This Independence Day weekend blog post is about John Bartram, the American gardener and botanist who revolutionized gardening. John Bartram was born a third generation Quaker on a farm in Darby, Pennsylvania on March 23, 1699. While he had no formal education beyond the local school, he was interested in medicine and medicinal plants. Stymied by … Continue reading People and Plants
Mmmmm, fresh summer tomatoes. They’re great sliced, diced or made into salsa or sauces. There’s nothing like picking one right off the vine, popping it in your mouth and splat! You now have tomato all over your shirt. “No problem,” you think, “it’ll come out in the wash.” Fast Forward to Laundry Day… As you’re … Continue reading Tomato season is open!
Pollinators, especially bees, are an important part of our agriculture, economy, and ecosystems. Gardeners are often well-versed in the importance of bees since we get the opportunity to see these incredible animals in action. We enjoy the results of their labor in the form of fruits, “vegetables”, and seeds which feed wildlife and create beauty … Continue reading Creating artificial nesting structures for cavity nesting solitary bees
Long-time followers of this blog know that I’ve been researching, writing, and educating on the topic of landscape mulches for over 20 years. So whenever an article comes out in a newspaper or online that directly refutes our current understanding of mulch science, on-line and real-life colleagues quickly call it to my attention. Many times … Continue reading Maddening mulch myths
Water is a precious resource and gardeners are often careless with it. Water rationing is a real thing for many of us and, with continuing and spreading drought, may become a reality for many more. Is it possible to have a beautiful garden while minimizing water use? It is indeed. [Disclaimer: This blog post is … Continue reading Agua Es La Vida.
A bee collecting pollen from a Black-eyed Susan (Rudbeckia hirta). Though it might not seem like it for some of us who are still in the throes of winter and it especially feels like a distant dream as I look outside my window here in Montana, but Spring is right around the corner. Along with … Continue reading The ABC’s of Plants for Bees!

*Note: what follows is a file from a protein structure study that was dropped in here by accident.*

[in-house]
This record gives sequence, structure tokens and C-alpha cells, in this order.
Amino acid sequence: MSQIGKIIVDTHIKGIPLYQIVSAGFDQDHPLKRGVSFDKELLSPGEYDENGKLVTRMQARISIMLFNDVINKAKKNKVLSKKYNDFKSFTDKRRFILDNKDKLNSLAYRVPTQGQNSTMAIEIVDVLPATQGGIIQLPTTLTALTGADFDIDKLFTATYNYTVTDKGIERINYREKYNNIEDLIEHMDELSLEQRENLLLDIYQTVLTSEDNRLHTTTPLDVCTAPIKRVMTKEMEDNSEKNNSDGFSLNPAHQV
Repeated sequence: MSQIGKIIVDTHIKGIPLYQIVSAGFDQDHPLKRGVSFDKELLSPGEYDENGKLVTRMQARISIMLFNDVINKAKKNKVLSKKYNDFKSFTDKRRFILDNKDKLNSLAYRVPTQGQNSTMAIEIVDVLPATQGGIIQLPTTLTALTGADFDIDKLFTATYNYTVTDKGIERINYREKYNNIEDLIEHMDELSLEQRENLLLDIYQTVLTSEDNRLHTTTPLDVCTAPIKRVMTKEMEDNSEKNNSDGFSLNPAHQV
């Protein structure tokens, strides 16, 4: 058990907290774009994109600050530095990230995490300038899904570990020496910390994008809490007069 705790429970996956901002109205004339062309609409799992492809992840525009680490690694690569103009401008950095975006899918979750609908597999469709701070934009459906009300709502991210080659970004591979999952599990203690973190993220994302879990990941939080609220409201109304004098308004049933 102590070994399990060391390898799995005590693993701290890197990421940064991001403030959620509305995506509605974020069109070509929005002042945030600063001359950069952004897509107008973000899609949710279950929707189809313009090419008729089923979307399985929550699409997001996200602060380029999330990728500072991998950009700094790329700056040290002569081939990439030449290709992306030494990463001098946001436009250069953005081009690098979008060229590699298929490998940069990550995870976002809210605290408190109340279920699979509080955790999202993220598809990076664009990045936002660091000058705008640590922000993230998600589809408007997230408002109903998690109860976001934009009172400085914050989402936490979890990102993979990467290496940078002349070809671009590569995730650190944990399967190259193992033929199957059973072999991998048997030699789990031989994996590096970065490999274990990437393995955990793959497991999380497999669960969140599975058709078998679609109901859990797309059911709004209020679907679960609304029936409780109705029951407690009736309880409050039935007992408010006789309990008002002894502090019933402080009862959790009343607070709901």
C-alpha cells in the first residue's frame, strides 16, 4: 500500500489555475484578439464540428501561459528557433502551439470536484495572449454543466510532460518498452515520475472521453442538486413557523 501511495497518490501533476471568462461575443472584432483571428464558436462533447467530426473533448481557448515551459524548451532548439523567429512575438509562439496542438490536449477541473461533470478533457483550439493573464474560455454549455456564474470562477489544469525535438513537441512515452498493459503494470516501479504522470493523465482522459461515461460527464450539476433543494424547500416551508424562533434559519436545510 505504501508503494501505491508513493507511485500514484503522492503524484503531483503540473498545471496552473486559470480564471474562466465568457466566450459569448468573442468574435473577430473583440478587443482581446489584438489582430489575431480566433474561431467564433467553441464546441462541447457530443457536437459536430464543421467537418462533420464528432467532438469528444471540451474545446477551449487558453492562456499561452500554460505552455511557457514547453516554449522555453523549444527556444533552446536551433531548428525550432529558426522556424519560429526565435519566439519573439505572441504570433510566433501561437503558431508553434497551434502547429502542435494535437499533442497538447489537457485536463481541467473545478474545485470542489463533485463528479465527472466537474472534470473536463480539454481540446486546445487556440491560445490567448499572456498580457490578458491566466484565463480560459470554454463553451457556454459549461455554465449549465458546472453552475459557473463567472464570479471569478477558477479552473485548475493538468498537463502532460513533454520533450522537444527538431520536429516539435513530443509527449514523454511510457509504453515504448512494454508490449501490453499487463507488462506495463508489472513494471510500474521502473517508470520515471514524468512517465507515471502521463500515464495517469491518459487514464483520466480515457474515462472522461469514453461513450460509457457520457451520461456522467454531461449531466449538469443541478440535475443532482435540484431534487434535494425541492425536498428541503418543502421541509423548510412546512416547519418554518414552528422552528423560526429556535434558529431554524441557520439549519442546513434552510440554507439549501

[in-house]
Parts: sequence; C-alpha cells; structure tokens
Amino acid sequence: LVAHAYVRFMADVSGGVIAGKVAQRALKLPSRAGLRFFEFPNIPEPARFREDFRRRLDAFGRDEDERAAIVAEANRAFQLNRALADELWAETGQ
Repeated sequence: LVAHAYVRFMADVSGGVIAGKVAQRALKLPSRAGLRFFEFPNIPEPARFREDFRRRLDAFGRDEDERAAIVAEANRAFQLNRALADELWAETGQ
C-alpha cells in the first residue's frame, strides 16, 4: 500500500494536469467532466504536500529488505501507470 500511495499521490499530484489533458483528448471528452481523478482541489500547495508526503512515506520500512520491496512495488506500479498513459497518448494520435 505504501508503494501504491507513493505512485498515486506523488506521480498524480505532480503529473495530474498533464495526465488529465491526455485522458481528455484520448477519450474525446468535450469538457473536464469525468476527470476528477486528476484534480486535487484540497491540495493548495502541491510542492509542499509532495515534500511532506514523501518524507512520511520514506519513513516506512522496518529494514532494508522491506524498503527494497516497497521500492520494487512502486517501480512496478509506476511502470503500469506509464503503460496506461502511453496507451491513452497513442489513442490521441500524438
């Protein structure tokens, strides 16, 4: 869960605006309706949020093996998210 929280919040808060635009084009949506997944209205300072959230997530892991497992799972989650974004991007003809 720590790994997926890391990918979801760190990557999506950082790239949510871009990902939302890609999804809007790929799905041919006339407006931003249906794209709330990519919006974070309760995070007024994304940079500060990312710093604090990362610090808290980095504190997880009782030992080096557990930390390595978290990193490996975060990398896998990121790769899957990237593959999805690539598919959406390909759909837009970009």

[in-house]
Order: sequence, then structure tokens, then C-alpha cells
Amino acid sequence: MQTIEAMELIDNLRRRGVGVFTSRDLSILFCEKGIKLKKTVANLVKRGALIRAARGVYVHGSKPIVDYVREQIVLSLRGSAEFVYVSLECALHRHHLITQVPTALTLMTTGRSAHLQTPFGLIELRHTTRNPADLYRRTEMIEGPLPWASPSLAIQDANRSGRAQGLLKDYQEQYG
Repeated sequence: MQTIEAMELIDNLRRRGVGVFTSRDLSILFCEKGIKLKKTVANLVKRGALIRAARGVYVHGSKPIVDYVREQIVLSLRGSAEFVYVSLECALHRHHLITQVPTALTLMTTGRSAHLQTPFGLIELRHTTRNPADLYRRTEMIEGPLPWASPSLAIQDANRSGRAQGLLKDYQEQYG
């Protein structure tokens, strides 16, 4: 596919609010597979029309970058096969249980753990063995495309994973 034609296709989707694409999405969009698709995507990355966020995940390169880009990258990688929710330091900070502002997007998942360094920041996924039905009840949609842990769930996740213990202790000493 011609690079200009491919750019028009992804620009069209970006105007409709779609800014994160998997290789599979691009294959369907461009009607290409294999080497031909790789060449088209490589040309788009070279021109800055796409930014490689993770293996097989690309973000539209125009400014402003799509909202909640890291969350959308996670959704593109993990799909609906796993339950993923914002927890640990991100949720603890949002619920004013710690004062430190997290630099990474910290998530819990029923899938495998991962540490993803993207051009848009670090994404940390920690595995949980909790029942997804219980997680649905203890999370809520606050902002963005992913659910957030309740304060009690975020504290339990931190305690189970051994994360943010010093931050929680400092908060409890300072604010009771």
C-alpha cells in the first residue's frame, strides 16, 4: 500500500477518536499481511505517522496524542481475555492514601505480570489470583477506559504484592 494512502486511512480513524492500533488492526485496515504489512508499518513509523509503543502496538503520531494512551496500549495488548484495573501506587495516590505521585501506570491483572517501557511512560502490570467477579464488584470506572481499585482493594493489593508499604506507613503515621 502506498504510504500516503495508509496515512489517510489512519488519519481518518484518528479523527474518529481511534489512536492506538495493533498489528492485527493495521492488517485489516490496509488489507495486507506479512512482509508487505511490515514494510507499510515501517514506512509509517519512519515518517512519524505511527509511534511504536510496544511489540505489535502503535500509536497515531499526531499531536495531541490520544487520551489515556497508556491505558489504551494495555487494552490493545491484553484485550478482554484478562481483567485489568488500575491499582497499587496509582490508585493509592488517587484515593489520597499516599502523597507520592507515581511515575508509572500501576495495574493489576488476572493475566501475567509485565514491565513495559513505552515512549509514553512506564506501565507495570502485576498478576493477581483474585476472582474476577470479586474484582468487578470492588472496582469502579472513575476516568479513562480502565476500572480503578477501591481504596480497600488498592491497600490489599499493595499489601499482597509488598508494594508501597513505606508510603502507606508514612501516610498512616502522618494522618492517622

I love plants! I love gardens! I love nature! So why not bring it all inside the house? Who can resist those beautiful Calatheas (Prayer Plants) they sell at Home Depot? House plants afford us the opportunity to garden indoors when it’s hostile outside and they beautify a room like nothing else. There is an … Continue reading House Plant Basics
Nothing drives me crazier than simplistic solutions to complex problems. Given our changing climate, there has been an explosion of “drought tolerant” and “firewise” plant lists in the gardening world. Most of these lists are devoid of science and all of them are removed from reality. The fact is that taxonomy plays a minimal role … Continue reading Plant lists that shouldn’t exist
I’ve promoted root washing of containerized and B&B trees and shrubs for a few decades now. The experimental science is slowly coming along – it can take several years to determine if the practice is more successful in terms of plant survival than leaving the rootball intact. But we know how soils function in terms … Continue reading Why root washing is important – an illustrated cautionary tale
Say the word “hydroponics” or the even more mysterious sounding “controlled environment agriculture” and the image that most people conjure in their minds is of large greenhouses or artificially lit rooms filled with complex hoses and tubes using all manner of technological gizmos to pump water and nutrients to plants. True, modern ag technology does … Continue reading A Super Simple Salad in Stor(age): A DIY Home Hydroponics Example